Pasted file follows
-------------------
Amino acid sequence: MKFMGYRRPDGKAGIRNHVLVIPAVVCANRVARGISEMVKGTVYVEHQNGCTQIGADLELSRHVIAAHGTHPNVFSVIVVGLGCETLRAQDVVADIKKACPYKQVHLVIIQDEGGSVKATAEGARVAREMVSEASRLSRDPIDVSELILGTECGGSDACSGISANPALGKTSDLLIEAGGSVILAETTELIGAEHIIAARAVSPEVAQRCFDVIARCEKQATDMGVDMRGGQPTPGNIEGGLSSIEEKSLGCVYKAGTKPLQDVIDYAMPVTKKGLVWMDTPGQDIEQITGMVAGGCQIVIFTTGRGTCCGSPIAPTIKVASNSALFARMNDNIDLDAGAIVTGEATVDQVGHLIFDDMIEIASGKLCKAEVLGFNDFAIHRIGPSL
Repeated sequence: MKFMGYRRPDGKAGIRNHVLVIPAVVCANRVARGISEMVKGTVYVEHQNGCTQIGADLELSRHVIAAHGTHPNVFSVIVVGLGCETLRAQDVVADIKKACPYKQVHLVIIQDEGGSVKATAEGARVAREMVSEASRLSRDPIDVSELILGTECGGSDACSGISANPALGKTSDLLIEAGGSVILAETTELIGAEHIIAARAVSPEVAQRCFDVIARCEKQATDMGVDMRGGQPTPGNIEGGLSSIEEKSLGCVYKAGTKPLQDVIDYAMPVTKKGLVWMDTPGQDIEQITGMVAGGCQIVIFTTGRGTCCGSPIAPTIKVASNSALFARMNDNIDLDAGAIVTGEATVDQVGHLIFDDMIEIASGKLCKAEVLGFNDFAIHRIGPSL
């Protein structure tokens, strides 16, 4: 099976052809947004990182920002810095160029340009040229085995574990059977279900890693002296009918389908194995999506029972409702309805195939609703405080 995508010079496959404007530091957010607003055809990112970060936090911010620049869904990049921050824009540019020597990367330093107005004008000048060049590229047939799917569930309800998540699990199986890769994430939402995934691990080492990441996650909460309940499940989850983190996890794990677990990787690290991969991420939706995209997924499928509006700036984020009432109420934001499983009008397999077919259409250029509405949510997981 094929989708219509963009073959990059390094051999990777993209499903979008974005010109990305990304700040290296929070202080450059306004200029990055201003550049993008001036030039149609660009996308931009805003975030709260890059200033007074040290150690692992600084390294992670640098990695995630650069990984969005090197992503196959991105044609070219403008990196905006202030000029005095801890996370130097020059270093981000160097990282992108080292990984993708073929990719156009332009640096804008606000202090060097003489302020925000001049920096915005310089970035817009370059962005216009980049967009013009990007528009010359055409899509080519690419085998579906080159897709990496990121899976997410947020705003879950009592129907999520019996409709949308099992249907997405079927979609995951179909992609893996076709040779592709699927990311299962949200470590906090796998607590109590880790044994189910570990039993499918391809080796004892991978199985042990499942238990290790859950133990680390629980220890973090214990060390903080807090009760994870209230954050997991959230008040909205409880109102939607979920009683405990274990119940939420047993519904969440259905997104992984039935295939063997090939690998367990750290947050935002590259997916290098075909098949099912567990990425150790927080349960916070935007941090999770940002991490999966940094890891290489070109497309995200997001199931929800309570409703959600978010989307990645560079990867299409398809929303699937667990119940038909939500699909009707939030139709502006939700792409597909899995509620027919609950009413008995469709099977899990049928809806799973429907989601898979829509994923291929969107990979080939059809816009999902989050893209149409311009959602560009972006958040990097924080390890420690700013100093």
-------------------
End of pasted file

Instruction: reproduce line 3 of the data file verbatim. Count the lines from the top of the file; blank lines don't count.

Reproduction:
């Protein structure tokens, strides 16, 4: 099976052809947004990182920002810095160029340009040229085995574990059977279900890693002296009918389908194995999506029972409702309805195939609703405080 995508010079496959404007530091957010607003055809990112970060936090911010620049869904990049921050824009540019020597990367330093107005004008000048060049590229047939799917569930309800998540699990199986890769994430939402995934691990080492990441996650909460309940499940989850983190996890794990677990990787690290991969991420939706995209997924499928509006700036984020009432109420934001499983009008397999077919259409250029509405949510997981 094929989708219509963009073959990059390094051999990777993209499903979008974005010109990305990304700040290296929070202080450059306004200029990055201003550049993008001036030039149609660009996308931009805003975030709260890059200033007074040290150690692992600084390294992670640098990695995630650069990984969005090197992503196959991105044609070219403008990196905006202030000029005095801890996370130097020059270093981000160097990282992108080292990984993708073929990719156009332009640096804008606000202090060097003489302020925000001049920096915005310089970035817009370059962005216009980049967009013009990007528009010359055409899509080519690419085998579906080159897709990496990121899976997410947020705003879950009592129907999520019996409709949308099992249907997405079927979609995951179909992609893996076709040779592709699927990311299962949200470590906090796998607590109590880790044994189910570990039993499918391809080796004892991978199985042990499942238990290790859950133990680390629980220890973090214990060390903080807090009760994870209230954050997991959230008040909205409880109102939607979920009683405990274990119940939420047993519904969440259905997104992984039935295939063997090939690998367990750290947050935002590259997916290098075909098949099912567990990425150790927080349960916070935007941090999770940002991490999966940094890891290489070109497309995200997001199931929800309570409703959600978010989307990645560079990867299409398809929303699937667990119940038909939500699909009707939030139709502006939700792409597909899995509620027919609950009413008995469709099977899990049928809806799973429907989601898979829509994923291929969107990979080939059809816009999902989050893209149409311009959602560009972006958040990097924080390890420690700013100093």